The Ketosis or Ketogenic diet first started as a treatment for children with epilepsy. However, it has became popular with fitness models and weight lifters, who sometimes also refer to it as the ‘Keto’ diet. Find out why it caught on.
What is the Ketogenic Diet?
The ketogenic diet is a special high-fat, low carb, and adequate protein diet that is commonly used to control seizures in epileptics. Because it forces the body to use fat as fuel, it is also used by people that want to lose weight and build muscle.
It’s also currently being studied as a treatment for other neurological disorders like Parkinson’s and Alzheimer’s.
What is Ketosis?
Usually our body uses carbohydrates (or glucose) as its primary fuel. During ketosis, the body doesn’t have much as much glucose to use as energy, so it uses fat as energy.
What Can You Eat on a Keto Diet?
If you are on a ketogenic diet for epilsepsy, your meal plans and intake should be carefully monitored and prescribed by your doctor.
If you are on a ketogenic diet for weight loss and lifestyle purposes, then you will probably be eating less than 50-60 g of net carbs per day. Extremely active people can eat more than this and still maintain a ketosis level while more inactive people might have to eat less.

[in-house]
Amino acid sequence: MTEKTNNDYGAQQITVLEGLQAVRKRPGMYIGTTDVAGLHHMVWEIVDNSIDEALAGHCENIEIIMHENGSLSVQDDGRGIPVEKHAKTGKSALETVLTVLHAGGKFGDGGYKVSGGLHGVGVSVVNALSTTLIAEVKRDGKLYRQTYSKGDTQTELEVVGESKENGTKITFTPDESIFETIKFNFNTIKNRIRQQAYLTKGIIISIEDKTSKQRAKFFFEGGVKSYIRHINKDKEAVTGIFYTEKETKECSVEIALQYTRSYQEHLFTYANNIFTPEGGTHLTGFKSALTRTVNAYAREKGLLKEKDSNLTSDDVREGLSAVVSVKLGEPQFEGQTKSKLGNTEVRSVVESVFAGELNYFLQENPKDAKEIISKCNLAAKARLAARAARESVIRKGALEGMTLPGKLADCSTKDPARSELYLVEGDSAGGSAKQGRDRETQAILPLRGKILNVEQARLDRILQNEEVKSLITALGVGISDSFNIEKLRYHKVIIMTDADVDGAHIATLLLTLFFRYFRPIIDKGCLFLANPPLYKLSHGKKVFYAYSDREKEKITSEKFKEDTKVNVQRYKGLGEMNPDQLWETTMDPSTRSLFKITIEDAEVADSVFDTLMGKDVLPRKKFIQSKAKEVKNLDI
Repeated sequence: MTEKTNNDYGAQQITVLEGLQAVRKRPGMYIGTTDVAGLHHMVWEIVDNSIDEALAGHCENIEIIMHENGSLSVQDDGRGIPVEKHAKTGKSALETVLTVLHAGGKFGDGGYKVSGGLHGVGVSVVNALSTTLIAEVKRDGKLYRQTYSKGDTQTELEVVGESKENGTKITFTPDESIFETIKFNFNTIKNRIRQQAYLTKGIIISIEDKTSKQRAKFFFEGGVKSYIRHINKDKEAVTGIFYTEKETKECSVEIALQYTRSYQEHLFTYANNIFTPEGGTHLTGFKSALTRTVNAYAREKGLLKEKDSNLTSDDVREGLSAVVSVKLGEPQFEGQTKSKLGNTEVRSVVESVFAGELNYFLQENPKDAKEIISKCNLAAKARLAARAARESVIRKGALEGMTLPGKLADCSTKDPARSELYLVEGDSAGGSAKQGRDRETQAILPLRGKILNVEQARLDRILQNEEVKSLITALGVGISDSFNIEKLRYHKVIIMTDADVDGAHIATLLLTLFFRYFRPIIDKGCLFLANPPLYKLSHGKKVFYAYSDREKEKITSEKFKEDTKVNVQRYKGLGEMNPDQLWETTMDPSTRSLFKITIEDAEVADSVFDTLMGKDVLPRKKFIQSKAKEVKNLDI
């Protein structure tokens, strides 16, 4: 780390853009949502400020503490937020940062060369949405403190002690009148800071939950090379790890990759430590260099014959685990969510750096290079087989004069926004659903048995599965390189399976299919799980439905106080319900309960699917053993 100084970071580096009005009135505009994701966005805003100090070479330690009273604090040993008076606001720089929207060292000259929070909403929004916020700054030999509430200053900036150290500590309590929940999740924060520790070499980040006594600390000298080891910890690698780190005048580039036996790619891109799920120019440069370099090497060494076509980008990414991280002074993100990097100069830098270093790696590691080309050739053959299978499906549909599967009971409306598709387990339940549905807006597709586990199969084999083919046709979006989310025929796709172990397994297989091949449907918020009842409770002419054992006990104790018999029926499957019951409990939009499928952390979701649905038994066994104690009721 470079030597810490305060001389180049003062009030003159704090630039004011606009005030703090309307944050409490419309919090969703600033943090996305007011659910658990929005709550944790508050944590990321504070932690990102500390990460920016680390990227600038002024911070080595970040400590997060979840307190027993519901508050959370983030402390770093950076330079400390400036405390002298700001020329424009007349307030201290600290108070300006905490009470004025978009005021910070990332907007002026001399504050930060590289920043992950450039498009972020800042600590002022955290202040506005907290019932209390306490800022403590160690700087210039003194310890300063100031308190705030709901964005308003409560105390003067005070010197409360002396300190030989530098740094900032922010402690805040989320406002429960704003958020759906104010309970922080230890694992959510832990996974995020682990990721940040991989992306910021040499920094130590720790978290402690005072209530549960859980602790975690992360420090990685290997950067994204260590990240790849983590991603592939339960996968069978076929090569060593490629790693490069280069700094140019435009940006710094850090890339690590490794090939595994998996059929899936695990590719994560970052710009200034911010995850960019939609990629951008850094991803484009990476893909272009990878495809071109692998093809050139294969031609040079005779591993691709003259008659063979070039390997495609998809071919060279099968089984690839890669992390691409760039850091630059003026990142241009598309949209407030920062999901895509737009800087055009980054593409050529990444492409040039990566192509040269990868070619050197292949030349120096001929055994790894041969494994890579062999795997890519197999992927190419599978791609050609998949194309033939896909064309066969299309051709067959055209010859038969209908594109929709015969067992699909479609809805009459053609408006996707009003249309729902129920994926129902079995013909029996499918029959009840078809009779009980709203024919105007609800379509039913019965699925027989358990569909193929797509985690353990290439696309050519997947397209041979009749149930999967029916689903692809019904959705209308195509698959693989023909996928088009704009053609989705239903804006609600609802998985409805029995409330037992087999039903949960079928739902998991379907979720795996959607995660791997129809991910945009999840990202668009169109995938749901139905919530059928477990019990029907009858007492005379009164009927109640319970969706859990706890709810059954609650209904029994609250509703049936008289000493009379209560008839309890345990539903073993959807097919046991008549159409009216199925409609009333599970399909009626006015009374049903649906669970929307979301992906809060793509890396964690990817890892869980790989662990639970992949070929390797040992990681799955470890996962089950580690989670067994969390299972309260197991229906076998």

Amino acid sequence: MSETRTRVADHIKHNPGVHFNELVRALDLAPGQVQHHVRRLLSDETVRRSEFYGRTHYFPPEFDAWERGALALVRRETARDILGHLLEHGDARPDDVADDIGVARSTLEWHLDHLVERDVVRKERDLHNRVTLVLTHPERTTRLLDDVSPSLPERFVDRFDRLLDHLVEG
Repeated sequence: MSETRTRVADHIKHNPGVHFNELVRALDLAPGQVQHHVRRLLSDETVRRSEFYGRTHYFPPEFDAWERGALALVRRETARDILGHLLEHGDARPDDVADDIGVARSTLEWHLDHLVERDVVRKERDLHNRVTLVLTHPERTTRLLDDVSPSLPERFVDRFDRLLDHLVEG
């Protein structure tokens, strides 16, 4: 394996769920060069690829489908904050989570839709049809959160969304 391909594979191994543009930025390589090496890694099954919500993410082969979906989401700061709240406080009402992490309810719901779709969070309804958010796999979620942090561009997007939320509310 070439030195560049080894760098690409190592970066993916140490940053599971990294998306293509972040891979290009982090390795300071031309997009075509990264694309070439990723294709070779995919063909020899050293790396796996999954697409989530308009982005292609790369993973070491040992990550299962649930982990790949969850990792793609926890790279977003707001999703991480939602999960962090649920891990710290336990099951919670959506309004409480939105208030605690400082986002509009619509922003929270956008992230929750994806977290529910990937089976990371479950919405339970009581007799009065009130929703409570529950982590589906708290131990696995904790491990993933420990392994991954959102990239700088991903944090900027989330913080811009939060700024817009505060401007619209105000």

For most people, about 60-80% of your daily calories will come from fats. You’ll get about 15-35% of your calories from protein, and 5% from carbs.
This is extremely different from the typical American diet, which is about 15% protein, 20% fat, and 65% carbohydrates.
Try this Keto Calculator to get personalized recommendations.
What Does a Typical Keto Meal Look Like?
If you are trying a keto diet, your meals will be low carb but not as high in protein as other low carb diets like Atkins or Paleo plans. You are allowed to eat meat, fish, poultry, dairy products, eggs, nuts, non-starchy vegetables, some fruit, and oils.
This Keto Cobb salad by mydreamshape.com has 67% fat, 8% carbs, and 25% protein.
Is a Ketogenic Diet Dangerous?
According to a study published in Experimental and Clinical Cardiology, going on a ketogenic diet does not seem to be dangerous. In this study of obese patients put on a ketogenic diet, there were positive effects recorded for weight, body mass index, triglyceride levels, and blood glucose levels.
Some people report that while they’re transitioning to a keto diet, they feel some fatigue and irritability, but this phase does not seem to last for a long time.
*Diabetics, minors, and people with any health problems need to consult with a doctor before attempting a keto diet.
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